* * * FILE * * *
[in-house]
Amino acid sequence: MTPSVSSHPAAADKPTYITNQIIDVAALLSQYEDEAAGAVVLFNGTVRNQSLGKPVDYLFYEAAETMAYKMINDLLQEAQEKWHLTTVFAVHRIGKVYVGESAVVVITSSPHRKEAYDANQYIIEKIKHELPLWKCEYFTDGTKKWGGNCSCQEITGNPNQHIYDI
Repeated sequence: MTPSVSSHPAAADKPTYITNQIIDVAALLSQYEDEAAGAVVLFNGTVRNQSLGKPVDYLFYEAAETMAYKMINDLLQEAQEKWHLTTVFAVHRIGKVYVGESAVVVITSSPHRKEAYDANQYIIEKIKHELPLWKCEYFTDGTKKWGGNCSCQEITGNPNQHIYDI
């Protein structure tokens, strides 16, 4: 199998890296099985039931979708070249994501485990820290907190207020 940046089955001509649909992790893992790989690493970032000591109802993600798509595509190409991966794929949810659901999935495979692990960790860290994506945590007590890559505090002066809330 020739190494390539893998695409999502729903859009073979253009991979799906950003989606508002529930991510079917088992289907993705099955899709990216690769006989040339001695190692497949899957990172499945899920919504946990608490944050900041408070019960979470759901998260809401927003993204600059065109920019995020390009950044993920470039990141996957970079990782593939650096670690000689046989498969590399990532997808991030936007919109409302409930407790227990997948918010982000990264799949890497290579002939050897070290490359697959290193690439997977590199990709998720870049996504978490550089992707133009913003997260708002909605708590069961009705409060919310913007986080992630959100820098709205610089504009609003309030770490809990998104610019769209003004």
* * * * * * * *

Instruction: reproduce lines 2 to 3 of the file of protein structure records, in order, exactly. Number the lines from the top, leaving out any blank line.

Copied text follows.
Amino acid sequence: MTPSVSSHPAAADKPTYITNQIIDVAALLSQYEDEAAGAVVLFNGTVRNQSLGKPVDYLFYEAAETMAYKMINDLLQEAQEKWHLTTVFAVHRIGKVYVGESAVVVITSSPHRKEAYDANQYIIEKIKHELPLWKCEYFTDGTKKWGGNCSCQEITGNPNQHIYDI
Repeated sequence: MTPSVSSHPAAADKPTYITNQIIDVAALLSQYEDEAAGAVVLFNGTVRNQSLGKPVDYLFYEAAETMAYKMINDLLQEAQEKWHLTTVFAVHRIGKVYVGESAVVVITSSPHRKEAYDANQYIIEKIKHELPLWKCEYFTDGTKKWGGNCSCQEITGNPNQHIYDI